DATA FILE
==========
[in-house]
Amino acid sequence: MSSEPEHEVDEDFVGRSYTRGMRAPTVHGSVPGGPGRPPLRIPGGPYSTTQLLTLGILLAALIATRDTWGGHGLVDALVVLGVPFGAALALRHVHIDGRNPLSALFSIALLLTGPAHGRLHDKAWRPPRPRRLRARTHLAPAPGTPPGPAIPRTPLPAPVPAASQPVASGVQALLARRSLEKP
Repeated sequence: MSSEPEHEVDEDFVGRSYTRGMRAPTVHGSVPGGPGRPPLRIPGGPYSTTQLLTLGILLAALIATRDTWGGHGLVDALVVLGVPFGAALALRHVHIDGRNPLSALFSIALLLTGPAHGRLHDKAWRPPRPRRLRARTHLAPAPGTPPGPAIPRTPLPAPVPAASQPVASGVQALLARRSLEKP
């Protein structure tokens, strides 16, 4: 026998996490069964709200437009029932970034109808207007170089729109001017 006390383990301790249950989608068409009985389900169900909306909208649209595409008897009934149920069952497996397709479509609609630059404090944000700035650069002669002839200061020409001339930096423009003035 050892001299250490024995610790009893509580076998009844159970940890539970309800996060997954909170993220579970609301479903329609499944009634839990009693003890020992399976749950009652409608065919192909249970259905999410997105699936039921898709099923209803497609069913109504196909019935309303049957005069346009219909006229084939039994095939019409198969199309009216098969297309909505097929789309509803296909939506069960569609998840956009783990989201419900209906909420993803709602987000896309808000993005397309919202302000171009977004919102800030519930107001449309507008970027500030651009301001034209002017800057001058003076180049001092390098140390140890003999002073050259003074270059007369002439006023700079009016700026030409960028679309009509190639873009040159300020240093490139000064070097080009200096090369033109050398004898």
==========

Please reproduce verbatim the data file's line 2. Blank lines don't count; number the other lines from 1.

Amino acid sequence: MSSEPEHEVDEDFVGRSYTRGMRAPTVHGSVPGGPGRPPLRIPGGPYSTTQLLTLGILLAALIATRDTWGGHGLVDALVVLGVPFGAALALRHVHIDGRNPLSALFSIALLLTGPAHGRLHDKAWRPPRPRRLRARTHLAPAPGTPPGPAIPRTPLPAPVPAASQPVASGVQALLARRSLEKP